The cinematography is a very interesting feature of the film. The compositions are often desolate, but have a beautiful dreamlike quality to them. It's like the viewer is viewing the film through the eyes of a child (perhaps Apu).

The legendary Ravi Shankar's score is nothing short of breathtaking. It it very intricate and full of energy, adding to the vibrancy that the cinematography gives the film.

Each role in the family unit is explored to the same large extent. One understand the Durga's frustration at having to abide by certain rules and remain accountable to her mother, but one also empathises with the mother and her struggles to bring her children up correctly whilst juggling all other facets of life. The viewer witnesses the father's generous relationship with Apu and how the parents must balance keeping the children happy whilst not spending frivolously. Particularly heartbreaking is the old aunt who doesn't have a set home and must rely on the progressively irate mother for support. All of these complex roles and relationships give the film a number of thematic layers which the viewer can draw from based on their family situation throughout their life.

Pather Panchali isn't really my kind of film due to its insistence on realism, but it is a deeply layers and incredibly well crafted film that anyone with an interest in the films of Italian Neorealism or Ozu et al. is sure to love.

PS. due to heavy workload, new reviews will only go up once a week on Tuesdays.

Tuesday, 21 February 2012

#30 Romania — Four Months, Three Weeks and Two Days (2007)

A Romanian friend of mine told me that she saw this film with a male friend of her's. His reaction upon coming out of the cinema was "My ovaries hurt". That pretty much sums up my reaction both times I've seen the film.

Four Months... is not subtle. It doesn't "suggest" themes, it takes them, shapes them into a nice big boot and delivers a swift kick to the balls. Repeatedly. The main themes are found in the abortion which serves as the central plot element and the value of life, which the characters (and the viewer) are forced to contemplate afterwards. These are not shown in a morally ambiguous way for the viewer to interpret; the film is, at heart, almost a propaganda film.

It is set during the 1980s in Romania, when abortions were illegal. We are dragged along behind two young women, one who wants their pregnancy aborted. What follows is shocking and hard to watch, but is given a very humanistic slant by creating strong, believable characters whose feelings are very easy to empathise with.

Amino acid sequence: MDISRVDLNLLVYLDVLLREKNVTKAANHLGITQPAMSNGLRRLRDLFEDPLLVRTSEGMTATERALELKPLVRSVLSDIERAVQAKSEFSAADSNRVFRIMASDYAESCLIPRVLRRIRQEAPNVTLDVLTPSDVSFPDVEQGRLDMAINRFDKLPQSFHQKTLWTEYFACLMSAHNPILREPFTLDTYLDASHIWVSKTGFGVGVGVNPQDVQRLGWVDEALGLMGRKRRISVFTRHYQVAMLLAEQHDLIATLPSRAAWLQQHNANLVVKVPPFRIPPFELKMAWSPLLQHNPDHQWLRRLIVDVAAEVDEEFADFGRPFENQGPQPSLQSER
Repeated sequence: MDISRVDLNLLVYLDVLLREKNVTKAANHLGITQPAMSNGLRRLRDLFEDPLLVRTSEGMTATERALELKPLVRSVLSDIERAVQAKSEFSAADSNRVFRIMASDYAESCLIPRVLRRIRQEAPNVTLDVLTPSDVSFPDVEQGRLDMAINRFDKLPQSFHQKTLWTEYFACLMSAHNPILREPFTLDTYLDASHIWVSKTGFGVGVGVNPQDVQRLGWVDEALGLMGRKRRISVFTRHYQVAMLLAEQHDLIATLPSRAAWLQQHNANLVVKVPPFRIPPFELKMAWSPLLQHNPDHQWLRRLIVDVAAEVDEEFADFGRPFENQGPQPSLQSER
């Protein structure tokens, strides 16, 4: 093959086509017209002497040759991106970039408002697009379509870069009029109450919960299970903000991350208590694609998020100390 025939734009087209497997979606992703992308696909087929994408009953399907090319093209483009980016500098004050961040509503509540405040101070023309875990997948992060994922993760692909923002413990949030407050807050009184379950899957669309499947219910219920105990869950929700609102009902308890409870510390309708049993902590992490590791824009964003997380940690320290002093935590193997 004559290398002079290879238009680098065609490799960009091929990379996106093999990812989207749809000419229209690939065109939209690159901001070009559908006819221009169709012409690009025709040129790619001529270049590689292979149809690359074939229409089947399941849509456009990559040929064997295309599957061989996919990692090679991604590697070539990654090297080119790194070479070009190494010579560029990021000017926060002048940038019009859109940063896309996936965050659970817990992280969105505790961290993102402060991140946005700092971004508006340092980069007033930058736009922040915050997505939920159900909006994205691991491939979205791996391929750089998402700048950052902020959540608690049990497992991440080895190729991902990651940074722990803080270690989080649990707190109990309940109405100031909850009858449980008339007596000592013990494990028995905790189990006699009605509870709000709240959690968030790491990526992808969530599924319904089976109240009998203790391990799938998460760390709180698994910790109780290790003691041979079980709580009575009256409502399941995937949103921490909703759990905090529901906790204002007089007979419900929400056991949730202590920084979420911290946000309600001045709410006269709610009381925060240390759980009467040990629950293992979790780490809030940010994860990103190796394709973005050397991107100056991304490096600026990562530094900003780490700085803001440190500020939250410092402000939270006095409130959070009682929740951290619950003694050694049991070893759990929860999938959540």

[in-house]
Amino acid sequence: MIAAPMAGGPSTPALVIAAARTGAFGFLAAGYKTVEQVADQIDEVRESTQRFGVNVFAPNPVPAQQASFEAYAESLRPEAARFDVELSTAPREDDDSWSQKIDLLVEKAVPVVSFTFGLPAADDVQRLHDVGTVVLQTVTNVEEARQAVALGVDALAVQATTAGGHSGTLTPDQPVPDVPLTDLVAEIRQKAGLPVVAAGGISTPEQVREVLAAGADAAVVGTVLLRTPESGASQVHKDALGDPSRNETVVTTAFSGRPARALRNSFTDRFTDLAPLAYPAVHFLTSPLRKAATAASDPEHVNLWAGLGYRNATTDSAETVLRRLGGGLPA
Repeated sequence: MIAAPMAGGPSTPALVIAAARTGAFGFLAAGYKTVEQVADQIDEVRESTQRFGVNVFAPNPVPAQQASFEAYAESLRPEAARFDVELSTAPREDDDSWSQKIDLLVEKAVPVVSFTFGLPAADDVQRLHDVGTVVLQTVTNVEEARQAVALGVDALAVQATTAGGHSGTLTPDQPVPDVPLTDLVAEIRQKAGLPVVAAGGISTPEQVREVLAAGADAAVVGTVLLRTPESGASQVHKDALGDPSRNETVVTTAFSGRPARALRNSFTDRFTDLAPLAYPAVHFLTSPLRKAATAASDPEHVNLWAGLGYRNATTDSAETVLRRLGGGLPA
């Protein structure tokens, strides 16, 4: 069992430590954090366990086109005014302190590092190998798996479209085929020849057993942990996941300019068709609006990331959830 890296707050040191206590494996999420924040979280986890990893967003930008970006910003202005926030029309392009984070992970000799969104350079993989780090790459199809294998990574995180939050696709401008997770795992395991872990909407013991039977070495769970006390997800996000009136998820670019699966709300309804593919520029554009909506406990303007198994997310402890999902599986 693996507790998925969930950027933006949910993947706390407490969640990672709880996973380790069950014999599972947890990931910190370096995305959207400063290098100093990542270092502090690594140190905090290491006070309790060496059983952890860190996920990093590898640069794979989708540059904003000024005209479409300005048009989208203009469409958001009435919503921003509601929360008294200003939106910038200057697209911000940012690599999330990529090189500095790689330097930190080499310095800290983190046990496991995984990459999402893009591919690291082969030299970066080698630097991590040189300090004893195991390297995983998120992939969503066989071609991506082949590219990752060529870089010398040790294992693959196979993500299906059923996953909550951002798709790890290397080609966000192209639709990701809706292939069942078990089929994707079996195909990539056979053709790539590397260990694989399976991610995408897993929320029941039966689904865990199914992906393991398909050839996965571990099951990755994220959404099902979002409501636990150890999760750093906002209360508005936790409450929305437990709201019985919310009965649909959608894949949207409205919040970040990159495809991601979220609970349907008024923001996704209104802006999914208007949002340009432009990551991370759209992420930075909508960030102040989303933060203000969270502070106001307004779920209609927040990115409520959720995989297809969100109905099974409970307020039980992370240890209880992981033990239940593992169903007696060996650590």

The direction is stellar; there is nothing to distract the viewer from the core of the film, it is very well paced and has a number of phenomenal scenes which are among the best of the decade. In particular, a static dinner party shot which lasts around 10 minutes is perhaps one of the most simple but deep and heartbreaking shots in modern cinema.

The cold and raw cinematography goes along with the stark and uncompromising presentation. It doesn't adhere to any one style, instead shifting between them as necessary. For example, a long hand-held camera journey through dark and ominous alleys is just as accomplished as the aforementioned static dinner shot.

Both leads put in excellent performances. Their characters are very real and subtly emotive; their naivety and confusion seem very organic and unforced.

Although the focus is very much on the central themes, the deliberate pacing gives the viewer a lot of time to contemplate the more universal applications of the content. Because of this, it isn't just a film about abortion, it's a film about the choices we make for good or bad, friendship, the strains which relationships go through when difficult situations arise and much more.

Four Months... is not an easy film to watch, but it's one which will stay with you for the rest of your life. Perhaps the effect is comparable to that of Requiem for a Dream. I could not imagine anyone taking hard drugs after watching that film, nor can I imagine anyone getting an abortion after seeing this one. It was one of the most important and powerful films of the noughties and I'm sure it will maintain a strong reputation in years to come. Recommended to anyone who can stomach the content or thinking about getting an abortion.